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MSE 470/MAE455 Polymer Thermal Mechanical Properties Slide Guide Tutorial

In these notes, we will learn about how the chemical structure and
morphology of polymers affects their mechanical and thermal
properties.

This concept map gives an overview of polymers. This is intended


to be a guide of how different concepts are connected, and the major
points within the topics. The three major topics shown here are:
1) polymer morphology
2) polymer synthesis, classification, and examples, and
3) polymer processing and examples

Use this slide to help learn more about classifying polymers. This
slide shows 4 main categories of polymers based on similarities in
morphology and mechanical properties. The 4 include:
1) 1-D thermoplastic amorphous polymer (with no structural order)
2) 1-D thermoplastic semicrystalline polymer (amor. + cryst areas)
3) 3-D lightly covalently crosslinked polymer, or elastomer
4) 3-D heavily crosslinked polymer or thermoset
The pictures are items made from each corresponding type of
polymer morphology. However, sometimes more than one kind of
polymer can make similar items, (like PE or PP bottles) and it is up
to you to decide which one has the properties that best make up a
given item.

Recall stress strain graphs from mechanical properties of metals.


*A is a heavily crosslinked thermoset resin, (bakelite) where 25C is
far below its Tg (200C). It has the highest E (due to covalent
bonding) and is strong, but has little ductility and is brittle.
*'B' is an amorphous thermoplastic polymer, PS, which at 25C is far
below its Tg of 100C and therefore has moderately high E (but lower
than A) but is not as strong (no covalent crosslinking) and is brittle.
*'C' is a semicrystalline thermoplastic polymer, polyethylene, which
at 25C is above its Tg but below its Tm. The amorphous regions,
which are very flexible but are held together by the crystalline
material, provide much ductility although the E is not as high as 'B'
since the amorphous regions are quite flexible.
*'D' a lightly crosslinked elastomer much above its Tg giving low E
and high elasticity with the low density of covalent crosslinks.

We will be using the Log E versus T curve to relate thermal to mechanical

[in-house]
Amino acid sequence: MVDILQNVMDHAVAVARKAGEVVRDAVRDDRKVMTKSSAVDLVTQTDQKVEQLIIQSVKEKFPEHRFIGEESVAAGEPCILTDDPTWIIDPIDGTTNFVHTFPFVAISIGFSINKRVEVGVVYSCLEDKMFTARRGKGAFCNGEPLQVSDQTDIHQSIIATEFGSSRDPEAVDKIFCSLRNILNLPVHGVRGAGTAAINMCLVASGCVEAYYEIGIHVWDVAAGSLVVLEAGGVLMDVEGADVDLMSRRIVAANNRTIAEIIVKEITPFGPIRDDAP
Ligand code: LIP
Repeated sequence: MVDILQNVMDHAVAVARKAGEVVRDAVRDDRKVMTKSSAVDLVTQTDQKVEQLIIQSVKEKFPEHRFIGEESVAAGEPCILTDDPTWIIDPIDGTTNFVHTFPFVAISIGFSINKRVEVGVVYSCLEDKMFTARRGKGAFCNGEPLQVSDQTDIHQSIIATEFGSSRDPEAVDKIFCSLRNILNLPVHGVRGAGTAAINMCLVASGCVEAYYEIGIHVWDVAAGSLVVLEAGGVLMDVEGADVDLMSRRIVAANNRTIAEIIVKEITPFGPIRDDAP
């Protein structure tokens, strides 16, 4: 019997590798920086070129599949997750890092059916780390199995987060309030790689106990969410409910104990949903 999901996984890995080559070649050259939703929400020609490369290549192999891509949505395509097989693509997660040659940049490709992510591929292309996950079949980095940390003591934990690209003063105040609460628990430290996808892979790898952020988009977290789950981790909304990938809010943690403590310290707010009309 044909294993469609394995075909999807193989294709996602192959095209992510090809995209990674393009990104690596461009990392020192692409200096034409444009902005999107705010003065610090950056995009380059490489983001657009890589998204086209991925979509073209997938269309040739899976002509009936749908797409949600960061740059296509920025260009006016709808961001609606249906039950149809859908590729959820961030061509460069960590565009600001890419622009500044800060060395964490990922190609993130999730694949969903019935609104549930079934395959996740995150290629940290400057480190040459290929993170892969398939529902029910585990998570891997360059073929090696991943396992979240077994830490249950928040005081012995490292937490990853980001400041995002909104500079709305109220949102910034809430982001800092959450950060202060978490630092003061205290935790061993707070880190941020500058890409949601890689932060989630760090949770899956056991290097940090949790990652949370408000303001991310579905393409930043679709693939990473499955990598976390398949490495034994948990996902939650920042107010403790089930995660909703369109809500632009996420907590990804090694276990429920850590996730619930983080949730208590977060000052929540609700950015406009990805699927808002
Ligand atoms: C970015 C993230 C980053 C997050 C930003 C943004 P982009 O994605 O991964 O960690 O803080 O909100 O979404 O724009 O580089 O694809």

properties for different types of polymers. Important temperatures for each type
of polymer are T25C (room temp.), Tg (glass transition temperature), and Tm
(melting temp. of semicrystalline polymers).
There are 4 main regions:
I) glassy, where polymers are below Tg and are stiff and brittle;
II) leathery, where polymers are in the vicinity of the Tg and are somewhat
flexible with some ductility,
III) rubbery which begins just above Tg and polymers are relatively flexible and
ductile but have lower stiffness;
IV) viscous, is the region where amorphous thermoplastic polymers become
soft and sticky, but semicrystalline polymers retain their shape, because of the
crystalline lamallae and tie molecules, up until it reaches Tm.
3-D crosslinked polymers retain their shape above Tg and degrade at 200C to
350C. Learning to identify a polymers Tg and T25C on this graph helps you
understand that polymers thermal and mechanical properties.

Polymers are extremely sensitive to temperature. One way to express


this sensitivity is called the Log Modulus vs. T curve. These graphs
will vary depending on the type of polymer being plotted ( thermoset,
amorphous thermoplastic, semicrystalline thermoplastic, lightly
crosslinked elastomer). This graph shows a thermoset, bakelite, which
is in the glassy region at 25C and is far below its Tg of 200C. It has the
highest E (due to covalent bonding) and is strong, but has little ductility
and is brittle.

Log E vs. T for an Amorphous Thermoplastic, PS, polystyrene, which is


in the glassy region at 25C is far below its Tg of 100C. It has the next
highest E (after the covalently bonded thermoset) and also has little
ductility and is brittle. At temperatures above its Tg it becomes leathery,
rubbery, and viscous after temperature exceeds its Tg.

Log E vs. T for a Semicrystalline Thermoplastic such as PE,


polyethylene, a semicrystalline thermoplastic polymer, which at 25C is
above its Tg but below its Tm. Semicrystalline polymers have an
amorphous component, and a chain folded crystalline component. The
chain-folded polymer has crystalline lamellae. The polymer strand
that links the two lamellae is called a tie molecule The amorphous
regions are very flexible but are held together by the crystalline material
and tie molecules, provide much ductility although the E is not as high
as 'B' since the amorphous regions are quite flexible.

Log E vs. T for a Lightly Crosslinked Elastomer, polybutadiene, has a


very low Tg of -100C and 25C: lies at a low value in the rubbery
region. What this says about the polymers properties: Some covalent